The depth and breadth of electromagnetism, the foundation for many fields including materials science, electrical engineering, and physical chemistry, requires a long, steep, and steady learning curve. This course aims to bridge the gap between the fundamental principles taught in electromagnetism and its practical application to specific fields such as materials, physics, and chemistry related to energy storage and harvesting.
The goal of Electrodynamics: An Introduction is to not only teach electromagnetism but also introduce some mathematical tools which can be used to solve problems in the subject. Within these lecture notes, we review vector calculus and explain how to use fields to visualize the topics we cover. This course is dynamic, as the lectures continuously build on previous notes and a variety of explanations are presented for each solution. Since this is a lower level course, we will focus on the simple concept of electrostatics. This has applications in exploring intermolecular forces, and qualities of capacitors. Through this, we relate electromagnetism to more conventionally studied topics and its application to specific research topics related to energy storage and harvesting.
Introduction and Basics of Electrostatics
In this module, electrodynamics is introduced by examining the different forces and explaining which are related to electric forces. Furthermore, fields are defined and we differentiate between scalar and vector fields. We cover laws that constitute electrodynamics, specifically Maxwell's equations and the Lorentz force. After explaining how these topics can be illustrated, we also cover how relativity relates to the subject material.
Introduction to Differential Calculus of Vector Fields
This module mainly covers the mathematics behind differential forms of equations. We introduce the ∇ operator and show how it can be used in mathematics. Then, the ∇ operator is proved to be a vector. The Maxwell equations are rewritten in derivative form, and the concepts of divergence and curl are introduced. Finally, we examine the Laplace operator, and other forms of the ∇ operator applied twice.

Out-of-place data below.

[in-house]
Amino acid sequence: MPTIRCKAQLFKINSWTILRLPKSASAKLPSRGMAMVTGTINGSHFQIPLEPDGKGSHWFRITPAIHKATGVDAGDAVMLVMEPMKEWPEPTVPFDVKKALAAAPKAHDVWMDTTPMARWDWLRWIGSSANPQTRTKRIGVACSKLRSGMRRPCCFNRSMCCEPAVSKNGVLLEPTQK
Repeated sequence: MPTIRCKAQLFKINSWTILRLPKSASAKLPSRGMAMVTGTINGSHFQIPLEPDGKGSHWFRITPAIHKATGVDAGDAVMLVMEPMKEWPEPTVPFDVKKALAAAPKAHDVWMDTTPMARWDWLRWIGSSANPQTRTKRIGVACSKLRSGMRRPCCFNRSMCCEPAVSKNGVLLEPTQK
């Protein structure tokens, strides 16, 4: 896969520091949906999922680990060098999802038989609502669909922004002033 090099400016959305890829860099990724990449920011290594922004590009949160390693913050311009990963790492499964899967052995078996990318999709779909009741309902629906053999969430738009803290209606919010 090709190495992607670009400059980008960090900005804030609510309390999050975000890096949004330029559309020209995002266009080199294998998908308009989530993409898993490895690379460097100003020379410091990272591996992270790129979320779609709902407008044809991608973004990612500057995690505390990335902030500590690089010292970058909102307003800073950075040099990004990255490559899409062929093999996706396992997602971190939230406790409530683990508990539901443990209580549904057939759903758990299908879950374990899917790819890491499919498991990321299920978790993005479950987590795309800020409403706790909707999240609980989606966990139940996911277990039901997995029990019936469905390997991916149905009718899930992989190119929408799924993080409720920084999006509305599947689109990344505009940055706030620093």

Introduction to Vector Integral Calculus
This module explains line integrals and presents some equations where they are important. We explain what the flux and circulation of a field are conceptually and how they can be obtain using the divergence and curl through Gauss' and Stokes' theorems respectively. Finally, we explain the qualities of divergence and curl free fields.
Introduction to Electrostatic Solutions
This module covers how to simplify Maxwell's equations in the scenario of electrostatics. Then, we discuss how the electric potential can be used and why using a relative value is useful for certain calculations. The flux out of different geometries is presented, as well as how to display field lines and equipotential surfaces.
The Application of Gauss' Law
This module focusses primarily on electric fields. First, we talk about the mathematical requirements for equilibrium and the implications of finding equilibrium for point charges. Then we move on to describe the electric field coming from different geometries. Finally, we compare the electric fields inside and outside of a conductor and how they create the phenomenon of electric shielding.